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Ending Congo’s Forever War

The seemingly intractable conflict in Africa’s volatile Great Lakes region, sparked by the Rwandan genocide 30 years ago, is raging anew, as local and foreign-backed forces plunder the Democratic Republic of the Congo’s vast mineral deposits. Resolving the crisis will require close coordination among regional and external actors.

LAGOS – Violence is once again surging in Africa’s volatile Great Lakes region. This month marks the 30th anniversary of the Rwandan genocide that left 800,000 people dead and another two million displaced. These refugees fled into the eastern Democratic Republic of the Congo (DRC), which became the epicenter of an increasingly intractable conflict – what some now call Africa’s Thirty Years’ War.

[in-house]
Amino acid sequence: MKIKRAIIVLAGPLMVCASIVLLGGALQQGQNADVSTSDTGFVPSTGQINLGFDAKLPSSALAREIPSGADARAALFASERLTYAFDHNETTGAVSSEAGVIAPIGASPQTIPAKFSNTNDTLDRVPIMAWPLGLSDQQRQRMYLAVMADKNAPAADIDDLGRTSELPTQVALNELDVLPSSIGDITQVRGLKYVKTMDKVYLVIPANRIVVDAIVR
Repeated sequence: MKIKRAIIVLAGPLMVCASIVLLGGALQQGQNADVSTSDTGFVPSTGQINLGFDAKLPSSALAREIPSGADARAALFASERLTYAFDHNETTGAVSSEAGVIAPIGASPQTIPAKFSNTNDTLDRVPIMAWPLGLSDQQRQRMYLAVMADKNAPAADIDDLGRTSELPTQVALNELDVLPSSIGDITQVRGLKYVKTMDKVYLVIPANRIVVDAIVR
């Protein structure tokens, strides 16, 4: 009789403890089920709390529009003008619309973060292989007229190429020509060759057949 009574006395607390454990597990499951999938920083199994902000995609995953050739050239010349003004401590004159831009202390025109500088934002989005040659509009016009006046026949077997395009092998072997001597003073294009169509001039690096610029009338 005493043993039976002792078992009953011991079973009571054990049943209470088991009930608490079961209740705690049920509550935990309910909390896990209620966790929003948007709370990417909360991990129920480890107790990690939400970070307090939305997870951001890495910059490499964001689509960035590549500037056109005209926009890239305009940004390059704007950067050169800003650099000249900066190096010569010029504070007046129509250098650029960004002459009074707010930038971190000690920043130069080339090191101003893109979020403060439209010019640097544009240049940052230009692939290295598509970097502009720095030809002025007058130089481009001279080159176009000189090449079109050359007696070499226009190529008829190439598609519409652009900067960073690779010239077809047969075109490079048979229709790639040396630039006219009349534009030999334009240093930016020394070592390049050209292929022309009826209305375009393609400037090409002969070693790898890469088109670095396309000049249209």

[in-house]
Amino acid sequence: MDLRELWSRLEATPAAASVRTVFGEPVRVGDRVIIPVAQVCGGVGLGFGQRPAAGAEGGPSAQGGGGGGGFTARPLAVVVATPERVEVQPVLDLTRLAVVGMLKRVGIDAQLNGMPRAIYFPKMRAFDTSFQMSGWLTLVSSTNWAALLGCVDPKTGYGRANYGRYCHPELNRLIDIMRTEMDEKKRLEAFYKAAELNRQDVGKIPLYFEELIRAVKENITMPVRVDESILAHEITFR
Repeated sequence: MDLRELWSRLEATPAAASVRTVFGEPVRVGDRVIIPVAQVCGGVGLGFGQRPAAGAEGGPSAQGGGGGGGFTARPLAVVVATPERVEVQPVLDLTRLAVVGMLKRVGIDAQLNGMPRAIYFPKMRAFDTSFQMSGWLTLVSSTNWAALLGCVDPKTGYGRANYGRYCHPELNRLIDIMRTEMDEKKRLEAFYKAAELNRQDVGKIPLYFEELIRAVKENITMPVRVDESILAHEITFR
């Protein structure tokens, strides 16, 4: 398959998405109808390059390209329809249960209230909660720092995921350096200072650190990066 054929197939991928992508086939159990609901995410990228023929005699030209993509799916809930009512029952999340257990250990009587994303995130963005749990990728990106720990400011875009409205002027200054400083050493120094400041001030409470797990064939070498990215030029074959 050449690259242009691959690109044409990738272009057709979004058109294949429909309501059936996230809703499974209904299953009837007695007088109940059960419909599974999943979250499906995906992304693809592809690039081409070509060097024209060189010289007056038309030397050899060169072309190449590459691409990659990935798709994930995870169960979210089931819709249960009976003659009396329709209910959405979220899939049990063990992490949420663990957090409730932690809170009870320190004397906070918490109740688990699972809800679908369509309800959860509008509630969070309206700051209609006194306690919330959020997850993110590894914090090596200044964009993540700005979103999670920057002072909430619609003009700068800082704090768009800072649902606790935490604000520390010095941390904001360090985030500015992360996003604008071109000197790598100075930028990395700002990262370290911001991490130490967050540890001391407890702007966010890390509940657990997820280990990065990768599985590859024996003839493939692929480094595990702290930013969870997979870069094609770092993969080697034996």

Since the ouster of the kleptocratic dictator Mobutu Sese Seko in 1997, successive DRC governments have been unable to secure the country’s borders and govern large areas in its east, where about six million people have been killed and another seven million internally displaced. The lawlessness of this vast territory has enabled local and foreign-backed forces’ systemic looting – especially in recent years – of the DRC’s large deposits of cobalt, coltan, copper, gold, diamonds, and other minerals.

African regional bodies, external powers, and the United Nations – which has deployed peacekeeping missions in the DRC for 25 years – have failed to curb the violence. To prevent an escalation, and ultimately end the conflict, the DRC’s domestic, regional, and international interlocutors must understand the complex dynamics at work.